Benjamin McNutt: Remembering Hitchens, a round-up

Christopher Hitchens did a great service to the Christians he infuriated. He forced them to pay attention.

Christopher Hitchens was no saint. He lacked the grace to suffer fools, particularly we fools for Christ. He celebrated his vices with a gratuity that undid him, in the end. He was a Hamlet of dissent in that way.

Yet he did a great service to the many Christians he infuriated: he forced them to pay attention. His prose made you sit up straight, lean forward, tilt your head in suspended contempt; you had to listen because he was going to keep hold of your (clerical) collar until you did. That the occasional spit landed in your eye was a by-product of his quality of style, devastating wit and relentless ability to consider something afresh. Combined, those talents made Christians do some real work, even when he was wrong. If we are said to love our enemies, that alone is reason to love this one, who has gone the way of all flesh, leaving behind a legacy of words soaked in scotch and singed by the butts of Rothmans that both fueled and defeated him.

Here is a sampling of literary eulogies:

James K.A. Smith: “Let us not do Hitchens the injustice of wishing him eternal peace. Let's be honest and honor his memory by recognizing he didn't want it.”

Anne Applebaum (and others at Slate): “Then the penny dropped. Of course: The word ‘Eeyorish’ comes from ‘Eeyore,’ the eternally pessimistic donkey in Winnie the Pooh. Only Hitchens would have used this neologism in casual conversation, and only Hitchens would have put it in the context of Balkan conflict.”

John Cook: “It must not be forgotten in mourning him that he got the single most consequential decision in his life horrifically, petulantly wrong.”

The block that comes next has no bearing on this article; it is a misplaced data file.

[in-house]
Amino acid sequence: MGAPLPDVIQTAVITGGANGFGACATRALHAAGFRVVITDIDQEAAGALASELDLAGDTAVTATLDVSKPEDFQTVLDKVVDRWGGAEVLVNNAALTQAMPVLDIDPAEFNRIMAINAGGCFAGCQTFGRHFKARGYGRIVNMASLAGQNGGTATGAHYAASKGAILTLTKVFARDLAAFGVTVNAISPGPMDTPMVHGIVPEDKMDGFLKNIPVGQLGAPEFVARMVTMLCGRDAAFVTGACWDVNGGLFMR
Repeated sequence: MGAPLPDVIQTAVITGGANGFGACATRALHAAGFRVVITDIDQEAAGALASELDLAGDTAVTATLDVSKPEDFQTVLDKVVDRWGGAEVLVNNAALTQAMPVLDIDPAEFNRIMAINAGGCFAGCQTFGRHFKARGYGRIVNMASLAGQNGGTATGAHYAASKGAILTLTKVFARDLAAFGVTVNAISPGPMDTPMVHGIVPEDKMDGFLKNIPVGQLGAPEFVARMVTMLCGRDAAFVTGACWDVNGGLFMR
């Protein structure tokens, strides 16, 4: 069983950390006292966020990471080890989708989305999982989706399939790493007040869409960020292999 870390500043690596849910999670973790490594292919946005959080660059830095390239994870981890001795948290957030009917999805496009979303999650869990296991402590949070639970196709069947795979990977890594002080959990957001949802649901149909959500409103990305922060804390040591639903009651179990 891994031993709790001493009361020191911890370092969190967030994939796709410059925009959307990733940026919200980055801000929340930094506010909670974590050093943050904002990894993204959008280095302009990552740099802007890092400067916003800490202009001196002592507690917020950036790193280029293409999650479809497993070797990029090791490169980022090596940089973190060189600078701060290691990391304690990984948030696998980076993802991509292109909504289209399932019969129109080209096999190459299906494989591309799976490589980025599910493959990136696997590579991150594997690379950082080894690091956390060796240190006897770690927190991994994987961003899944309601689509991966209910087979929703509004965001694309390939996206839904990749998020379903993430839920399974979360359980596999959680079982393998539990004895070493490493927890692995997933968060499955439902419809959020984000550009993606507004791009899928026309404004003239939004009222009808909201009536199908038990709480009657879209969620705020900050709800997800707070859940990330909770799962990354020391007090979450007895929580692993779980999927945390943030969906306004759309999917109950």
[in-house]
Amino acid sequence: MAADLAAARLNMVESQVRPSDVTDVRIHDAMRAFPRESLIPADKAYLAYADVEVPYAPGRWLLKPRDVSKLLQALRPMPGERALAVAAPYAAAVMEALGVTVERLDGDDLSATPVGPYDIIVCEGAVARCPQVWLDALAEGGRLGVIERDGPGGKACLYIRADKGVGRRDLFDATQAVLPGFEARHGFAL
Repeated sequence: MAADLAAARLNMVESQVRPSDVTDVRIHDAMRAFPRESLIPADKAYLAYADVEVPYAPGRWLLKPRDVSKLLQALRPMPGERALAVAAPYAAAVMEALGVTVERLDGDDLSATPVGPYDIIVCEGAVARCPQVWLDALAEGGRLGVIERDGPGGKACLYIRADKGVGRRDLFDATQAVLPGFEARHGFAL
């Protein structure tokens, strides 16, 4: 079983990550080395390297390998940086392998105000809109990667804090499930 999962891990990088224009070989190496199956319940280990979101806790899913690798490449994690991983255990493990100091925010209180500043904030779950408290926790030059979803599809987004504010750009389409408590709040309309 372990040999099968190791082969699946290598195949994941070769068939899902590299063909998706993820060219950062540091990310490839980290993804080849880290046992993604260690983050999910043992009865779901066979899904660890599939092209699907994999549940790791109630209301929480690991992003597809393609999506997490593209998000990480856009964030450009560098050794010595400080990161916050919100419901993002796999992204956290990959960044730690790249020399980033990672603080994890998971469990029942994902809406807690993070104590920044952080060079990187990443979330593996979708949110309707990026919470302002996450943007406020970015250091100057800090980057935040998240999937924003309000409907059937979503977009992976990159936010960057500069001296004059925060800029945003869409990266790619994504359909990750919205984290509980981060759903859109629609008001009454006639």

Ross Douthat: “In the world of journalism, among his peers and competitors and sparring partners, it was nearly impossible to find a religious person who didn’t have a soft spot for a man who famously accused faith of poisoning absolutely everything.”

Terry Eagleton: “[He] could not write a dull sentence if he tried.”

Michael Lind: “Christopher Hitchens wanted to be remembered as his generation’s George Orwell. But he was only its Henry Fairlie.”

Jane Mayer: “Then I noticed that during the time that I was using his illness as an excuse to procrastinate, he had himself authored a handful of brilliant pieces. I couldn’t work, but he couldn’t stop working.”

James Martin: “If he finally makes it to heaven, I hope he gets a chance to get to know the prodigal love of God, which eluded him on earth. After that, I hope he gets to know Mother Teresa a little better than he did on earth.”

Peter Hitchens: “The word ‘courage’ is often misused today. People sometimes tell me that I have been ‘courageous’ to say something moderately controversial in a public place. Not a bit of it. This is not courage. Courage is deliberately taking a known risk, sometimes physical, sometimes to your livelihood, because you think it is too important not to. My brother possessed this virtue to the very end, and if I often disagreed with the purposes for which he used it, I never doubted the quality or ceased to admire it.”

Christopher Buckley: “Yes, everything he said was brilliant. It was a feast of reason and a flow of soul, and, if the author of “God Is Not Great” did not himself believe in the concept of soul, he sure had one, and it was a great soul.”

Benjamin McNutt is the editor of Call & Response. You can follow him on Twitter at @benjaminmcnutt.